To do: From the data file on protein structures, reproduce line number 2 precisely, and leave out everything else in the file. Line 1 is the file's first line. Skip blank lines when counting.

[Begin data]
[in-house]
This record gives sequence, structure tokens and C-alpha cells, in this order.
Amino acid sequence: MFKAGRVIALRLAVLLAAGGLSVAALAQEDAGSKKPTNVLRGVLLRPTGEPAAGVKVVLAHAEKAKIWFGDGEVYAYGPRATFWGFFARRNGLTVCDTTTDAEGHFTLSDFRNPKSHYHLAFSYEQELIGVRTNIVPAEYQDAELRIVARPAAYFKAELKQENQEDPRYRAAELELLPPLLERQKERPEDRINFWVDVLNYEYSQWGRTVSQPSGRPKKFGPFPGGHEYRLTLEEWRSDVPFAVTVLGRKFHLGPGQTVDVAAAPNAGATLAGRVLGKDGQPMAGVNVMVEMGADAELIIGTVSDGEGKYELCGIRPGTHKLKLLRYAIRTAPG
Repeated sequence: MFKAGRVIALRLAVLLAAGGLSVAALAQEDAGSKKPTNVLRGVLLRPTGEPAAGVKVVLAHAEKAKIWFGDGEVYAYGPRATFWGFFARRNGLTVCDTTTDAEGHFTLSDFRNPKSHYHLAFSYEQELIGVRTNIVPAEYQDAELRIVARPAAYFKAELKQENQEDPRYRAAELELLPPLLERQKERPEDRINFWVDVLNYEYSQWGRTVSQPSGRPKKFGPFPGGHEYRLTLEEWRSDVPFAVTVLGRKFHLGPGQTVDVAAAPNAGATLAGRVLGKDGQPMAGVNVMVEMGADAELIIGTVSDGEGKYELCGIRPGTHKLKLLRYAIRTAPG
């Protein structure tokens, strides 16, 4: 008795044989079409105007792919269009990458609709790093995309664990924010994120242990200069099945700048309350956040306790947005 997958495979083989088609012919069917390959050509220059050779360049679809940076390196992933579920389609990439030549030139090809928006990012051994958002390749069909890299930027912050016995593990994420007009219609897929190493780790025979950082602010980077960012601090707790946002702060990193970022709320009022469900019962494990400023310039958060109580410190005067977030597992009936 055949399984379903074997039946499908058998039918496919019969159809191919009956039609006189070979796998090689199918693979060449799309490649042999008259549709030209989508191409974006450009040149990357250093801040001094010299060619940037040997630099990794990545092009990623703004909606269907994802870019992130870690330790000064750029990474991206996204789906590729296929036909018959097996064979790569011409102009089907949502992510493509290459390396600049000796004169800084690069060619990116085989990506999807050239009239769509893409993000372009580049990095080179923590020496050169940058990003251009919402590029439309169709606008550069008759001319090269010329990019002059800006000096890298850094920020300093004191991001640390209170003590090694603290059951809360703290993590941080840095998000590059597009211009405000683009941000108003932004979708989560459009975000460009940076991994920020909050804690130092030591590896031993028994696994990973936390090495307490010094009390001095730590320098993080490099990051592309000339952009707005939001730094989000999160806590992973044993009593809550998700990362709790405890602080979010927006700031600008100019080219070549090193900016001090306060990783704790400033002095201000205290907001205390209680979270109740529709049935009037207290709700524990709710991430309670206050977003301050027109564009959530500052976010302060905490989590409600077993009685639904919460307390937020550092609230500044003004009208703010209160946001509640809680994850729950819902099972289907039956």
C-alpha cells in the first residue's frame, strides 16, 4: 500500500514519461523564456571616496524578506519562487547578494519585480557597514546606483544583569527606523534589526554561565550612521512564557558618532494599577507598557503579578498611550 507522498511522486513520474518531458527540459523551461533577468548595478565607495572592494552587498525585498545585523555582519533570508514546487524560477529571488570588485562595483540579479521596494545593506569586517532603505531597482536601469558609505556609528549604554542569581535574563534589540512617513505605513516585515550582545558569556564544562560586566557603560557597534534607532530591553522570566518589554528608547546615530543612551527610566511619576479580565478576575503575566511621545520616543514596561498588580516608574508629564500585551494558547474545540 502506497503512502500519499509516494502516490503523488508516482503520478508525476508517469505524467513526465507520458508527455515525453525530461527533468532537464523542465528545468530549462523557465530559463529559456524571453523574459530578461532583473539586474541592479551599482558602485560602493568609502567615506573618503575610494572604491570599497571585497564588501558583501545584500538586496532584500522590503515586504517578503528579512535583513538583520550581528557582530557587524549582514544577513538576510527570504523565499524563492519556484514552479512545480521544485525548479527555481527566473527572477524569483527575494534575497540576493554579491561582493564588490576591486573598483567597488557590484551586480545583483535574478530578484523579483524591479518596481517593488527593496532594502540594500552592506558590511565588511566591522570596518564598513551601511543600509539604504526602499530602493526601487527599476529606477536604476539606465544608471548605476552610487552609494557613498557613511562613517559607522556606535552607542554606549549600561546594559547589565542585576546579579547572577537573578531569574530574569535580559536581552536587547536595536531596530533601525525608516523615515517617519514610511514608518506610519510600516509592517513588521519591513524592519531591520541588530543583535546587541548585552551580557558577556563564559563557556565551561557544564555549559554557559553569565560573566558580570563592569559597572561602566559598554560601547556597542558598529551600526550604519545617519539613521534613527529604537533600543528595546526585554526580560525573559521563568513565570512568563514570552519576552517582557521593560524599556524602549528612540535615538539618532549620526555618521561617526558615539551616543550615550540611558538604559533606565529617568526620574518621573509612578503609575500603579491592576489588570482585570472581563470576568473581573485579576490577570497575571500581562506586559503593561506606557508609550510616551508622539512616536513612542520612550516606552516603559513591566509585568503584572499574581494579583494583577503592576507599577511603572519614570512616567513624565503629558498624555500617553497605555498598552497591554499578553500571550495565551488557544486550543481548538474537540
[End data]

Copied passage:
This record gives sequence, structure tokens and C-alpha cells, in this order.